Another drawback is that I only have access to data going back roughly ten years, so I cannot test how durable these relationships are.

In any case, let’s at least look at the last 10-15 years to get an idea of what might be out there. Below is a P&F chart of the copper/oil ratio going back to 1999 or 2000. (Above we noted that the key levels in the copper/oil ratio were 5:1 or 6:1 and 3:1. On this chart, these are expressed as 50:1, 60:1, and 30:1, respectively. The decimal has simply been moved over one spot to the right).

Prior to the oil spike that led to the collapse of the NASDAQ bubble, you can see that the copper/oil ratio went past 5:1. In late 2006 and then April 2007, the copper/oil ratio broke 6:1, which was quickly followed by the burst in oil prices that brought about the financial crisis in 2008.

copper/oil ratio since 1999

Due to the peculiar relationship between Leeb’s Oil Indicator and our Oil/Gold Indicator, oil spiked upwards again in 2009, which caused oil to again trigger the 80% mark by December 2009, which held until oil prices retreated in May 2010. This seemed to be the last straw for sovereign debt in southern Europe and places like Dubai, but that is another story. In any case, this 2009 spike in oil was not predicted by the copper/oil ratio, but it was predicted by the system we outlined yesterday.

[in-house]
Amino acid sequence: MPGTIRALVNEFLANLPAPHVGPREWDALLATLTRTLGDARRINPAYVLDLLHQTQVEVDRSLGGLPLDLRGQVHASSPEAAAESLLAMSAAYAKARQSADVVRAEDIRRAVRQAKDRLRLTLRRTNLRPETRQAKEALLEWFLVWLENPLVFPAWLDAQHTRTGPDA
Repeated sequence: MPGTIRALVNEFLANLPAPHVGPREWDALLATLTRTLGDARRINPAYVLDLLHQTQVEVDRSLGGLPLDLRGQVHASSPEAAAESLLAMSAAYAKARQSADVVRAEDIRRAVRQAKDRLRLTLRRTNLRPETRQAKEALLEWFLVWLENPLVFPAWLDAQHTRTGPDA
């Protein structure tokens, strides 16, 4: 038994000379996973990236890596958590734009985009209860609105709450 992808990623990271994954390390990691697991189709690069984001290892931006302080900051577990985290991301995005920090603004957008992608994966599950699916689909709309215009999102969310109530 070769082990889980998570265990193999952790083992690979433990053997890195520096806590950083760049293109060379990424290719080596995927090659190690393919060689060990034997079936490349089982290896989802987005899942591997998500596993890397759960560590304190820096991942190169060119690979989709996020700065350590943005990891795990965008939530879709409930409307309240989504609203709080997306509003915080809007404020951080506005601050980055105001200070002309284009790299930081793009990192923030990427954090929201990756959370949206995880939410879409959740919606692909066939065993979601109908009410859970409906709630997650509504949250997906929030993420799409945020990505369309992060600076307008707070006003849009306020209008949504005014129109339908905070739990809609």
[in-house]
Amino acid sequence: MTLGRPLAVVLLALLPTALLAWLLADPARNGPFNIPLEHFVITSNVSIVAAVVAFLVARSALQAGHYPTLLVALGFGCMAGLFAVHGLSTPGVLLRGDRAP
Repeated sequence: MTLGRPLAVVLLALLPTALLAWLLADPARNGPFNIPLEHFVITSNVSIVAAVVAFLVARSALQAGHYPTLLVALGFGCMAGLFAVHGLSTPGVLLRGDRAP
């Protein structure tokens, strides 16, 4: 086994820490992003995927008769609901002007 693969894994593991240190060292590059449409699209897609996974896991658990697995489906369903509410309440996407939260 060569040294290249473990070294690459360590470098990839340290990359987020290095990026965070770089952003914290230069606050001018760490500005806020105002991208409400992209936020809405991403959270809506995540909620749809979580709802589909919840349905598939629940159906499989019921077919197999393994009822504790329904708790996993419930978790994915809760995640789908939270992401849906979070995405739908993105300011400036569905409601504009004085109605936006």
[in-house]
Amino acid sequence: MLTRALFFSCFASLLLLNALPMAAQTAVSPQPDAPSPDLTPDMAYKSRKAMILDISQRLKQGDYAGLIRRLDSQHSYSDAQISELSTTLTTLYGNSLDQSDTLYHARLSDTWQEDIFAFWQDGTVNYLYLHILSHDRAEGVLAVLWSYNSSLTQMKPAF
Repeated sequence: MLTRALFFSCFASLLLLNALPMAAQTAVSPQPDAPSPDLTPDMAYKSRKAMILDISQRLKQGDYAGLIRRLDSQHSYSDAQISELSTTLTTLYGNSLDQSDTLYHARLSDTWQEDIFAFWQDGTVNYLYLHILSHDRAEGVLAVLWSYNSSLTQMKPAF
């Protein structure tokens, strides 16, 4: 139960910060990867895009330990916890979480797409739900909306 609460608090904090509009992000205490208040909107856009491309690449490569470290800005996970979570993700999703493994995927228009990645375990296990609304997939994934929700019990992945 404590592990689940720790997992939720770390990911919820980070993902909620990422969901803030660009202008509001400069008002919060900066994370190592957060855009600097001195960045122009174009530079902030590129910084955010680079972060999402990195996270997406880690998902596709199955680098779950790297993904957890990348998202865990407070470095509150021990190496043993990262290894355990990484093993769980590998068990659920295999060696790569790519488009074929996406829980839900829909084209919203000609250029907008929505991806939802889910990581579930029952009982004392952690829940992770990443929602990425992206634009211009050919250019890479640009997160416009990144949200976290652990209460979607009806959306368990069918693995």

That brings us to the present moment. In February of this year, the copper/oil ratio again broke 5:1, which would suggest that another oil spike is likely, one that will probably bring the copper/oil ratio back to 3:1 and result in an 80% year-on-year increase. For an 80% increase to occur at this point, however, oil would have to return to the $140 level or beyond. There is also the question of what might happen to the oil/gold ratio. If, as I suspect, the relative stability of the Dow/gold ratio is nothing more than a temporary break in its secular decline, we would have to expect that a return to the Dow/gold weakness would be marked by the oil/gold ratio breaking 0.12 again.

If gold were to fall even all the way back to $1000, which is unlikely but not impossible, this would still imply a price for oil in the neighborhood of $120.

If we were to put everything we ‘know’ (that is, if we were to apply the historical rules we have observed over the course of the last decade and beyond) side by side and try to forecast the future of oil, it would suggest the following:

First, the copper/oil ratio will sooner or later return to 3:1. Copper is about 4.50 at present, which would imply $150 oil (give or take).